NASA has yet to offer an explanation as to exactly why the agency's human spaceflight chief abruptly resigned on the eve of a historic launch.
Doug Loverro served as the associate administrator of NASA's Human Exploration and Operations Mission Directorate for less than seven months before he resigned from the position on Monday (May 18) — nine days before two NASA astronauts are scheduled to launch on a SpaceX Crew Dragon spacecraft on a test flight to the International Space Station.
According to Space Policy Online, in a statement emailed to the NASA workforce, Loverro said that he took a "risk" and "made a mistake," but he did not elaborate on what exactly prompted his resignation. Space.com spoke with Loverro to try to get an explanation about the nature of the "mistake."
While he would not disclose the circumstances that led to his resignation, Loverro did take the opportunity to dispel some rumors propagating on the internet.
It's not about commercial
So, while we don't yet know exactly what happened at NASA's human spaceflight division, we at least know what didn't happen, according to Loverro.
First, Loverro said that the reason for his resignation had nothing to do with NASA's commercial crew program, which has contracted SpaceX and Boeing to begin launching astronauts to the International Space Station (ISS). The timing of his resignation just before SpaceX's first crewed test flight to the ISS has led to some speculation that Loverro's "mistake" was related to the upcoming launch.
"The biggest false rumor, the one that I was most concerned about and I think the agency was most concerned about … was that there was a problem with the commercial crew launch coming up next week that I resigned over, and nothing could be further from the truth," Loverro told Space.com. He added that there has been "no indication" that the launch could be delayed because of the shakeup at NASA.
What about Artemis?
Space.com also asked if the resignation could have been prompted by a recent audit by NASA's Office of Inspector General (OIG). On March 25, the OIG announced on Twitter that it was opening an audit into NASA's acquisition strategy for its Artemis program, which aims to put humans on the moon in 2024.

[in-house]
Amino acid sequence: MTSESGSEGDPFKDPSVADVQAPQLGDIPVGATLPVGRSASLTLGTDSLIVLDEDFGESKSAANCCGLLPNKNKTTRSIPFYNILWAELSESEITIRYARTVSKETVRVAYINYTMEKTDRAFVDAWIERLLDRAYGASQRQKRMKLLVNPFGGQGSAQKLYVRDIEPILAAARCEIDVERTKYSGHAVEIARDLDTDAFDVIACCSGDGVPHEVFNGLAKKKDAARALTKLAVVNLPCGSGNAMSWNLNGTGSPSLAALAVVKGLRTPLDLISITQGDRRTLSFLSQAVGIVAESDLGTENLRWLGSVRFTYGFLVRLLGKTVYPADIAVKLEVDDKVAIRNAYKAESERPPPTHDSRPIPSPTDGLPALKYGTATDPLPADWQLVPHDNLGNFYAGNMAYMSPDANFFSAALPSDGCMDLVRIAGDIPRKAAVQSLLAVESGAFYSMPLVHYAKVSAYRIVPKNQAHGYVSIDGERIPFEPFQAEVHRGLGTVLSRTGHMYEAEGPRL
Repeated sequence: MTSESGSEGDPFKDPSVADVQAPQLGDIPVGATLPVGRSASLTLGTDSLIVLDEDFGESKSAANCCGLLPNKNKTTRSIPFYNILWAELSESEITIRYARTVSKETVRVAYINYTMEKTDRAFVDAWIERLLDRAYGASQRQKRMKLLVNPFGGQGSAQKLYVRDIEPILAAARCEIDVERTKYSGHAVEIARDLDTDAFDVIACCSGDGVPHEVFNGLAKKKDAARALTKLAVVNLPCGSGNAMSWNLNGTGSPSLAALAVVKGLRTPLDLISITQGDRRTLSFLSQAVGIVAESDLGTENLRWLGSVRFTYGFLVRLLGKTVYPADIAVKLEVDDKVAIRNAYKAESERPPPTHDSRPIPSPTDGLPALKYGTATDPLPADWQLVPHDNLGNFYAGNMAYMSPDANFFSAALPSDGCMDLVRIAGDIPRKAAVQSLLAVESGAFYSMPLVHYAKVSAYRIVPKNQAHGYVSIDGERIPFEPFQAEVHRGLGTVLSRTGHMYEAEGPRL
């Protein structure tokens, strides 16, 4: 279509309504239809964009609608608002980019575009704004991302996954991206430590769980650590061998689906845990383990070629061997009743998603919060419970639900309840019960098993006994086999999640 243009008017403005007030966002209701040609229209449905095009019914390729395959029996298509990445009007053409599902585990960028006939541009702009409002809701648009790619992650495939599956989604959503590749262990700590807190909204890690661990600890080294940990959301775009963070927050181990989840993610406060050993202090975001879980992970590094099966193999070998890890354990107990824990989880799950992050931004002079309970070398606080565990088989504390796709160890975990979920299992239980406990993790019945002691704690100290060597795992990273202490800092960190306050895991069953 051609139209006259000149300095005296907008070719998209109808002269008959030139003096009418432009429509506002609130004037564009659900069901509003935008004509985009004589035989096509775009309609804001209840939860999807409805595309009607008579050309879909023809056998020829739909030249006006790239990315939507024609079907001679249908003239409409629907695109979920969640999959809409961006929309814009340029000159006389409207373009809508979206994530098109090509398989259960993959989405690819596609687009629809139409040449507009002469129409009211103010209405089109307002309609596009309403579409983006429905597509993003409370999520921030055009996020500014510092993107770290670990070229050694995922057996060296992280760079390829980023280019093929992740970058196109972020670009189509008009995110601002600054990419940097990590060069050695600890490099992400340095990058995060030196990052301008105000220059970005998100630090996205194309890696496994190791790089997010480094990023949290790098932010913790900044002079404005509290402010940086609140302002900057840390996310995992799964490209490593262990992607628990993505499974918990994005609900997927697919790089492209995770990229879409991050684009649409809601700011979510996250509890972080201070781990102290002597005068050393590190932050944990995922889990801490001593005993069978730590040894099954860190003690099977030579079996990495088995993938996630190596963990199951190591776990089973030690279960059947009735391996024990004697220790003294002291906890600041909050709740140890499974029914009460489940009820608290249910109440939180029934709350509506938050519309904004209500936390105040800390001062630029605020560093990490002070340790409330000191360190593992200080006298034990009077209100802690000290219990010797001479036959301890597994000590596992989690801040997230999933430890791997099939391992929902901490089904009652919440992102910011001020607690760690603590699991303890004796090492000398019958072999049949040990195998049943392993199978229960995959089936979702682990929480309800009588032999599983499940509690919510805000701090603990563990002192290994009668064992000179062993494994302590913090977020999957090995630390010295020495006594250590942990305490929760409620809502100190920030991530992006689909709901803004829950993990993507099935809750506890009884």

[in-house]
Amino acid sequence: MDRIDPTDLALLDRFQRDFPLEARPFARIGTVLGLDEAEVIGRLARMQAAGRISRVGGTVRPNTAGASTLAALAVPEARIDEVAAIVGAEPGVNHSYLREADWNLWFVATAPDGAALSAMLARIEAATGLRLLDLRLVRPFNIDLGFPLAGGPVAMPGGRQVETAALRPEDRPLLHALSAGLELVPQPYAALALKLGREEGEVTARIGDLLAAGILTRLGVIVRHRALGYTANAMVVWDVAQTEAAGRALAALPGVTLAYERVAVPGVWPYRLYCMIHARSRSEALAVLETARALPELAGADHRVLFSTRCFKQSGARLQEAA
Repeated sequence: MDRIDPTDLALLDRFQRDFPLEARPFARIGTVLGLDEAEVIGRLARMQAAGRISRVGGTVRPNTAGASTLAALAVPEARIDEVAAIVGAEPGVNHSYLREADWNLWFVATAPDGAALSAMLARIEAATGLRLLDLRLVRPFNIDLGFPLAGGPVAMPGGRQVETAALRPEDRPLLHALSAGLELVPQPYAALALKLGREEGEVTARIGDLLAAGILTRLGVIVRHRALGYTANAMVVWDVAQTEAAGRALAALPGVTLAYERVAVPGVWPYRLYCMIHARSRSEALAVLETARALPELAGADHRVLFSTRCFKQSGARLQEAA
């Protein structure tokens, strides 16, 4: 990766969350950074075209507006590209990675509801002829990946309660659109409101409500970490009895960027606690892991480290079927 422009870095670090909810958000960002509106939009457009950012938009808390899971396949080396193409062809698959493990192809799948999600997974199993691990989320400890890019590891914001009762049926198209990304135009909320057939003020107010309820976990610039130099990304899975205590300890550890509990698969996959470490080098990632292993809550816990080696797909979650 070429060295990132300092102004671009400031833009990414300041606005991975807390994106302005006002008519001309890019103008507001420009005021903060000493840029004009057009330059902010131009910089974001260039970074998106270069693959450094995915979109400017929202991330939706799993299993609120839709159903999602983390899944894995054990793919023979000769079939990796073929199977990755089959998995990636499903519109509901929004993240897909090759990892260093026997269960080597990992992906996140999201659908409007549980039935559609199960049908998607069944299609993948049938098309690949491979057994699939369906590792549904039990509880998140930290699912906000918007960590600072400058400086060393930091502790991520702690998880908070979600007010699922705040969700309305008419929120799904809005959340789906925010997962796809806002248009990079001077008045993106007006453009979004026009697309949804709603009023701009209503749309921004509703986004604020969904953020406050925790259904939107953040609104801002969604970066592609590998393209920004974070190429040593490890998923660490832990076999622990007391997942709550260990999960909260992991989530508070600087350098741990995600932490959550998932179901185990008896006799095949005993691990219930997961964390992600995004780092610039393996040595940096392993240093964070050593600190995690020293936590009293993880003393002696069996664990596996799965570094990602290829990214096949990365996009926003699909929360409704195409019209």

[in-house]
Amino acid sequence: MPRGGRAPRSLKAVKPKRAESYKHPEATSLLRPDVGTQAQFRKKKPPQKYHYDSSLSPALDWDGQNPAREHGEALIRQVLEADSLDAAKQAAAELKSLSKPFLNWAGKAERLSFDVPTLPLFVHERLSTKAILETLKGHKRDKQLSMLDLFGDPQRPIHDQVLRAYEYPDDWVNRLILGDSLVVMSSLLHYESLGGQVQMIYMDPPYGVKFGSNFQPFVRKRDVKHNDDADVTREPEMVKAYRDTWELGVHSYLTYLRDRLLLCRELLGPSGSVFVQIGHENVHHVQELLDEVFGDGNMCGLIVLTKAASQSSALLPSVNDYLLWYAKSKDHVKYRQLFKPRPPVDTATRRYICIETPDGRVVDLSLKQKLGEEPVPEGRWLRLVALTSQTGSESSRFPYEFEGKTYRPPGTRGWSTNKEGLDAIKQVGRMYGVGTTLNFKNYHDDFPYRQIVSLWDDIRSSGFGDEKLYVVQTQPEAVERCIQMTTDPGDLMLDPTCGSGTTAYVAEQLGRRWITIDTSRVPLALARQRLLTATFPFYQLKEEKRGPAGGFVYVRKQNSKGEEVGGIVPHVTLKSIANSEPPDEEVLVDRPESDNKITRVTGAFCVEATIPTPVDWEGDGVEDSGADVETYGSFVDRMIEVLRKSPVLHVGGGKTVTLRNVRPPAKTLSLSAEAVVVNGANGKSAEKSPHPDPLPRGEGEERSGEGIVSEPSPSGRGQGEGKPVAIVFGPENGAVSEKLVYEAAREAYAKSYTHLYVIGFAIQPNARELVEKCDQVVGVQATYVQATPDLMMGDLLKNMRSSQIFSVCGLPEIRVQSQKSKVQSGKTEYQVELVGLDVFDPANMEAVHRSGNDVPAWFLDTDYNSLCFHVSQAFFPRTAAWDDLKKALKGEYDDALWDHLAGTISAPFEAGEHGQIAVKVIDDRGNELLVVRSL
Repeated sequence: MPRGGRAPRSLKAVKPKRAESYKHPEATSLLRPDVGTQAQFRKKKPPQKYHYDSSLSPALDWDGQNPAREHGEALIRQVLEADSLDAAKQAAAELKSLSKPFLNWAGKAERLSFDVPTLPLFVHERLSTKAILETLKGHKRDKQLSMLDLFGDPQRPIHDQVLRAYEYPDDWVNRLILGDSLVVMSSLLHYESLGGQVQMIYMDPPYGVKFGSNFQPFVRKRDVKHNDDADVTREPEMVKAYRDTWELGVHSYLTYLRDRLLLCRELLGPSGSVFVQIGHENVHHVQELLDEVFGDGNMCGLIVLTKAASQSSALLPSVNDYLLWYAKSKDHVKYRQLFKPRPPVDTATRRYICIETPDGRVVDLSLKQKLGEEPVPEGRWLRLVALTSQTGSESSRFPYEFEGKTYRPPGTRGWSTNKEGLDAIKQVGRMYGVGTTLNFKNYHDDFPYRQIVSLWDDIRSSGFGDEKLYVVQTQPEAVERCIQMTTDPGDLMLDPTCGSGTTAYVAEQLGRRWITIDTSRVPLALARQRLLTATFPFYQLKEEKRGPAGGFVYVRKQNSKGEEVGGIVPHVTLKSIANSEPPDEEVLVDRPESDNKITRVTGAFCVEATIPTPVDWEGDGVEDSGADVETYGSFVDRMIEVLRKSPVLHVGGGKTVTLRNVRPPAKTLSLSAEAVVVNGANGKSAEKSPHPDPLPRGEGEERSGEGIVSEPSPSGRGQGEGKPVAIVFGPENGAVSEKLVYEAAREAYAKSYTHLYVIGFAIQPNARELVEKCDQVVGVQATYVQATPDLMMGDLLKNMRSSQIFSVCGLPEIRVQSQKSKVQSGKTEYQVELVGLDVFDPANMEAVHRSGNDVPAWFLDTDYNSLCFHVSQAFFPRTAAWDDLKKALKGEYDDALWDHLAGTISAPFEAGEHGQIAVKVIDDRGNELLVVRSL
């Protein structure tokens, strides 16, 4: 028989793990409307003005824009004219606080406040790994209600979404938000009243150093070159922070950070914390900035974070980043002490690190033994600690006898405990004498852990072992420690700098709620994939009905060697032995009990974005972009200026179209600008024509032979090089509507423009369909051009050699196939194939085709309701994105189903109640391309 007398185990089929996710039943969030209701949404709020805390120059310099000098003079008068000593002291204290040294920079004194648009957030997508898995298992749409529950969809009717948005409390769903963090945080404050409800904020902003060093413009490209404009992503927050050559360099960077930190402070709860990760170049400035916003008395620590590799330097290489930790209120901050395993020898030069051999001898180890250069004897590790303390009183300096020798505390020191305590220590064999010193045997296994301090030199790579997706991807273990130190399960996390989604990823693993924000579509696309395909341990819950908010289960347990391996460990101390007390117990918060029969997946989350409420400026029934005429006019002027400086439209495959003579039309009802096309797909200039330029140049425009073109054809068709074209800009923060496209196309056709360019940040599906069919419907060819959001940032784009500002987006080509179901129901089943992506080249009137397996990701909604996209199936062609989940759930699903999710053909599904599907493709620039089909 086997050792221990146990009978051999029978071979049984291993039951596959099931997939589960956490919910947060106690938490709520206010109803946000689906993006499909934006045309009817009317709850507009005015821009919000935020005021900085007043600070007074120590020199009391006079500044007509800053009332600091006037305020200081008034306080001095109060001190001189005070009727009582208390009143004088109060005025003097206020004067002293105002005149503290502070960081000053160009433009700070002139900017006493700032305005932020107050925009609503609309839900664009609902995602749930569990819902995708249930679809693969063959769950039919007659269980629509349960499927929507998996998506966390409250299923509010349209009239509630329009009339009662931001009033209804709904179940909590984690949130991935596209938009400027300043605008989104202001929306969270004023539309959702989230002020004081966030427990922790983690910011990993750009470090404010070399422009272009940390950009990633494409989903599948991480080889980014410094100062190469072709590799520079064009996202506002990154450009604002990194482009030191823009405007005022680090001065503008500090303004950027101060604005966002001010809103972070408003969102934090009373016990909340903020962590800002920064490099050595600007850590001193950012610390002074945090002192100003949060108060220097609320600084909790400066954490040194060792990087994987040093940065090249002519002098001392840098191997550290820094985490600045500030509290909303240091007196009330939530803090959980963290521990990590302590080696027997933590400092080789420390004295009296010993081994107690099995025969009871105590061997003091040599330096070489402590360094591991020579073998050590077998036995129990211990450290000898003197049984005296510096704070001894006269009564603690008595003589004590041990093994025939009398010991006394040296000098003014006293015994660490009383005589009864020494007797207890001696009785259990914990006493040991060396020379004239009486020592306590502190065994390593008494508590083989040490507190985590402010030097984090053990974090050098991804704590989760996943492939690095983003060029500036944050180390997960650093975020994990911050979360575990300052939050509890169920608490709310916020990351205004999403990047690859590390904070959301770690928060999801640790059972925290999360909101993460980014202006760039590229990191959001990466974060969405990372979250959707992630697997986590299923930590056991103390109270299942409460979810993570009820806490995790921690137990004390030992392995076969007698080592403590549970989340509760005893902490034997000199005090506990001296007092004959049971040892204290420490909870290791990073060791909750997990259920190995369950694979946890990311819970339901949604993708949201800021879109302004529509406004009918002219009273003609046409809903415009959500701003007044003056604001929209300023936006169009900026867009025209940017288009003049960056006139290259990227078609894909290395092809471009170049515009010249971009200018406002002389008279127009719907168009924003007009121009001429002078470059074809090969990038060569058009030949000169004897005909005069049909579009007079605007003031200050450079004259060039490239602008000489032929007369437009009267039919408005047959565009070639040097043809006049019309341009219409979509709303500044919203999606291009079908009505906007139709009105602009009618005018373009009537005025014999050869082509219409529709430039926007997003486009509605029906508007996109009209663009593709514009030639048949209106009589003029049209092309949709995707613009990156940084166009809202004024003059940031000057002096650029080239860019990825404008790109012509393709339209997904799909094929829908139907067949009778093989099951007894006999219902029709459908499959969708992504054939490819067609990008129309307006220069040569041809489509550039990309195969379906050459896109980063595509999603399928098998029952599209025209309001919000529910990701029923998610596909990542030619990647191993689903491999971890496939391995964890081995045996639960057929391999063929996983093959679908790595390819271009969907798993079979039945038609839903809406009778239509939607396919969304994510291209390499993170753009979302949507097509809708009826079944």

OIG announces audit of NASA’s acquisition strategy for the Artemis missions to include landing astronauts on the Moon by 2024.March 25, 2020
"That IG report is an acquisition-related report that was started by the IG just the way they start other things, they select certain things to look into and to see how the agency is doing," Loverro said. "It's so completely different. It happens to be contemporaneous, but it's completely different than anything that would happen that affected this."
Several media outlets have speculated that Loverro's mistake may have happened during the procurement process for human landing systems that will take NASA's Artemis astronauts to the moon. On April 30, about two weeks before Loverro resigned, NASA announced the three teams the agency has selected to develop the Artemis moon landers: SpaceX, a Blue Origin-led team and Dynetics.
In the process of awarding those contracts, Ars Technica reported that several sources said Loverro may have violated the Procurement Integrity Act, which "prohibits the release of source selection and contractor bid or proposal information" before a contract is awarded, according to the Department of Justice. In other words, those sources alleged that Loverro may have unlawfully leaked information about the companies selected to build human landing systems before the decision was publicly announced.
Loverro declined to comment on that theory, adding that he could only address the other two rumors about the commercial crew program and the OIG investigation. When asked if the circumstances of his resignation will be made public in the future, pending an investigation into his mistake, Loverro said, "I can't tell you that. I don't know that there will ever be any more details." Space.com reached out to NASA for comment, and a spokesperson said they "are unable to discuss personnel issues"
Whatever Loverro did, it apparently had something to do with NASA's Artemis program — and with the lofty goal of putting humans on the moon in brand-new spacecraft just four years from now.
"Look, I made the calls I thought I needed to make in order to go ahead and make the mission happen. And obviously the mission was to get to the moon by 2024," Loverro said. "So, I don't think I can deny that there is a difference between the things that I chose to do and the need to go ahead and get there in 2024."
Loverro added that he does not foresee his resignation affecting the ambitious timeline for Artemis.
- Lawmakers grill NASA chief on moon-by-2024 budget, schedule
- Proposed House bill pushes NASA's crewed moon landing back to 2028
- NASA has a plan for yearly Artemis moon flights through 2030. The first one could fly in 2021.
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